What Is X-Ray?
An X-ray examination is a medical test that physicians use to diagnose and treat patients' medical conditions. This is the most commonly requested test and often a prerequisite for other higher modality tests. An X-ray is a quick, painless test. It involves exposing the part of the body being examined to a very small dose of ionizing radiation to produce highly accurate pictures of the body.
We frequently depend on X-rays to diagnose pneumonia, lung tumors, heart failure and bone trauma.
X-ray is the first test in evaluating abdominal pain due to bowel obstruction, kidney stones and abnormalities of bones and joints. It is an indispensable tool for fracture detection.
How Is X-Ray Performed?
Conventional radiography (X-ray) is a simple, painless procedure that enables the radiologist to analyze predominantly the bony structures, and to lesser extent the soft tissue anatomy, for initial diagnosis. The average X-ray study takes 10 minutes. X-ray is most commonly used to identify and treat bone fractures and analyze the chest for diseases such as pneumonia, early lung cancer and heart failure.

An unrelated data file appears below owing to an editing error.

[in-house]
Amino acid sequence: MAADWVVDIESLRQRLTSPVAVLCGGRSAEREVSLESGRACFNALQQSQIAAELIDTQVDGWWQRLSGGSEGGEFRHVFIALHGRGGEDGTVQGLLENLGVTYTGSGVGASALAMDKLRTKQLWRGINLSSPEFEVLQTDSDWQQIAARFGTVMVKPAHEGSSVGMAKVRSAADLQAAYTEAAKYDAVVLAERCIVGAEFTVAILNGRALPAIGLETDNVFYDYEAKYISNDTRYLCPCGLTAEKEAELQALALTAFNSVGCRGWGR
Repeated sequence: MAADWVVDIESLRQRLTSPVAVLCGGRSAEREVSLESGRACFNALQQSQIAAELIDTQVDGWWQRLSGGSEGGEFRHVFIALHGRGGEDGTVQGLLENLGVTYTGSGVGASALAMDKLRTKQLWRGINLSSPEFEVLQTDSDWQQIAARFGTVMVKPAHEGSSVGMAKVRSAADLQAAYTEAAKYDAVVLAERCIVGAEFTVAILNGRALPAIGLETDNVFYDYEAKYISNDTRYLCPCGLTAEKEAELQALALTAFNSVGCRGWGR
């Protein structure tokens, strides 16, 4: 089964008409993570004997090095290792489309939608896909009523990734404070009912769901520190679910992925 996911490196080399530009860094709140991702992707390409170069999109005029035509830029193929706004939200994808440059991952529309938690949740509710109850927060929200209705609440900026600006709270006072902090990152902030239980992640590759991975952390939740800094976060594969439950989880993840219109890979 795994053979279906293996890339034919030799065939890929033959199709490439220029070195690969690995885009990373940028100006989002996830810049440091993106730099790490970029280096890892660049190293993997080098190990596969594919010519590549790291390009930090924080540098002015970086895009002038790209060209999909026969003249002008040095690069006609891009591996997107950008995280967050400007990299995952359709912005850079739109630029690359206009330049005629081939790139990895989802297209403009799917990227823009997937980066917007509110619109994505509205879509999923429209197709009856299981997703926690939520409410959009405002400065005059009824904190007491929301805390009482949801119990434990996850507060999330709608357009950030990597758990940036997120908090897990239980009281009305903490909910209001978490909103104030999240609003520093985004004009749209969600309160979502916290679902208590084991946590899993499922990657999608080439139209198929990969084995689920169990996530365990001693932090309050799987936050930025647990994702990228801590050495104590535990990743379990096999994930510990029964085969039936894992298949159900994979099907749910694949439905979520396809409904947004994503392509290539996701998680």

Fluoroscopy is a real-time X-ray, and consists of an X-ray machine and a fluorescent screen to view the internal organs of the body live in movement. It is especially helpful in diagnosing problems of the esophagus, stomach and small and large bowels. A fluoroscopic exam usually lasts 15 minutes. An orally administered barium solution is usually needed to allow visualization of the area of interest.
Carestream CR Elite digital view system allows full range of views and is able to accommodate wheelchair and stretcher exams for patients up to 400 pounds. All radiographs are reviewed before the patient is released to assure accuracy and high quality. Immediate diagnosis is communicated via eFax to your doctor.